"One Spirit": He is the Agent who is forming and indwelling the Body, and He maintains its unity.
"One hope of your calling" : Formerly, we had "no hope", but God "hath begotten us again unto a lively (living) hope", which is the "blessed hope" of the Lord's coming for His Church, 2 . 12; 1 Pet. 1. 3, Tit. 2. 13.
"One Lord”: Such a title, like that of the Head, demands an acknowledgement of His authority, but there is a difference between the Lordship and Headship of Christ. Individually as members, we submit to Him as Lord. But collectively as the Church, we are subject to Him as the Head.
"One faith": This is undoubtedly "the faith which was once delivered unto the saints", Jude 3, as revealed in the Scriptures, and it is fundamental to the unity of the Body.
"One baptism": This operation of the Holy Spirit was initial and final at the outpouring of the Spirit of God on the day of Pentecost, for "by one Spirit were (not, are, a.v.) we all baptized into one body, whether we be Jews or Gentiles", I Cor. 12. 13. The aorist tense of the verb, "were baptized", indicates that this "one baptism" is a past act, uniting all believers of this age to Christ, and it is not to be sought, for it has been already wrought, and it has never to be repeated.* '
"One God and Father of all" : He is "above all"—His supremacy; "through all"—His providing power; "and in you all"—His indwelling presence.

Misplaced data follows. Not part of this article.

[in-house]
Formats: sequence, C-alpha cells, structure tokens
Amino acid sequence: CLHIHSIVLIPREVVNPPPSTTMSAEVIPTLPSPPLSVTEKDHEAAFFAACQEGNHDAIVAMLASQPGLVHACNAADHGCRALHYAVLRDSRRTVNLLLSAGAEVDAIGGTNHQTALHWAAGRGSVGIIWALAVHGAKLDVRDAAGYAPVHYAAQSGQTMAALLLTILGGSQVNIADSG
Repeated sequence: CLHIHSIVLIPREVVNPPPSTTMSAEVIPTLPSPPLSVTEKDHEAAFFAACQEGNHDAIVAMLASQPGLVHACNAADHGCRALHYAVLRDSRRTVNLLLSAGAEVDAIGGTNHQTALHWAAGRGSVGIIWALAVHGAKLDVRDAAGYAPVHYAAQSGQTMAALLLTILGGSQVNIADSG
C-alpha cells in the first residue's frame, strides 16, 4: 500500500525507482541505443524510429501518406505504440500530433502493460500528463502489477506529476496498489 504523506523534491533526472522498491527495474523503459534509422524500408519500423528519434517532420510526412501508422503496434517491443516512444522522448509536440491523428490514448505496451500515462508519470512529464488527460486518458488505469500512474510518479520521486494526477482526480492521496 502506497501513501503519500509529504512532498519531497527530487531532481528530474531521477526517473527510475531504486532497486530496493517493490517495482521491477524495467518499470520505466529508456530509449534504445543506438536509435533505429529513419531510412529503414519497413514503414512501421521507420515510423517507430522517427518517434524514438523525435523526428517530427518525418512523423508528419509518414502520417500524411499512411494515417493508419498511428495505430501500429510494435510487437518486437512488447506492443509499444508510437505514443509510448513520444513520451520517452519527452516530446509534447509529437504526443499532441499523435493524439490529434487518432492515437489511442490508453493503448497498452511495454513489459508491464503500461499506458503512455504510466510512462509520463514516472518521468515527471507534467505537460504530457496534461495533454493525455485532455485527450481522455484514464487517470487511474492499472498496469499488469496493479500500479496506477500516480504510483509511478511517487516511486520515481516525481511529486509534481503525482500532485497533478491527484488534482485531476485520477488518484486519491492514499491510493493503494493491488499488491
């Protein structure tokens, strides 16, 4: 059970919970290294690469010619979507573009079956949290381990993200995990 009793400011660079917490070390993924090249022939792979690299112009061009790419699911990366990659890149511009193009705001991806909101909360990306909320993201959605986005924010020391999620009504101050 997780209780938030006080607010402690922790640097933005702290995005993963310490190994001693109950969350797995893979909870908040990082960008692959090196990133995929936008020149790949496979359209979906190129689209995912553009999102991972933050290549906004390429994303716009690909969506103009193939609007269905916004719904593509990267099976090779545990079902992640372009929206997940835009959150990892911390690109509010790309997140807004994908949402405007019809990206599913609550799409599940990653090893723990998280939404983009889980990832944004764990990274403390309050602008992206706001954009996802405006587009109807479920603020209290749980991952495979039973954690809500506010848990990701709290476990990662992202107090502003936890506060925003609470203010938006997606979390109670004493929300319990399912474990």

The mention and order of all three Persons of the Trinity in these verses, "one Spirit", "one Lord", and "one God and Father of all" is significant. Whilst Christ, as "one Lord", is central in the list, the Spirit is put first, because the writer is dealing with "the unity of the Spirit" in the one Church. The unity of the Body is not now visible because the Head is not visible, but such unity will be seen when the Lord is manifested and His saints are with Him.
*Other expositors believe this refers to baptism in water. Eds.
Now, we shall consider
3- The Maturity of Manhood.
The unity of the many members and organs of a human body, all functioning in harmony, is wonderful, but there has to be food provided for a natural body to grow and attain to the stature of manhood. Likewise with the Body of Christ, Paul passes on from its unity to the provision of "gifts" for its sustenance and its growth to "a fullgrown man", Eph. 4. 13 R.v.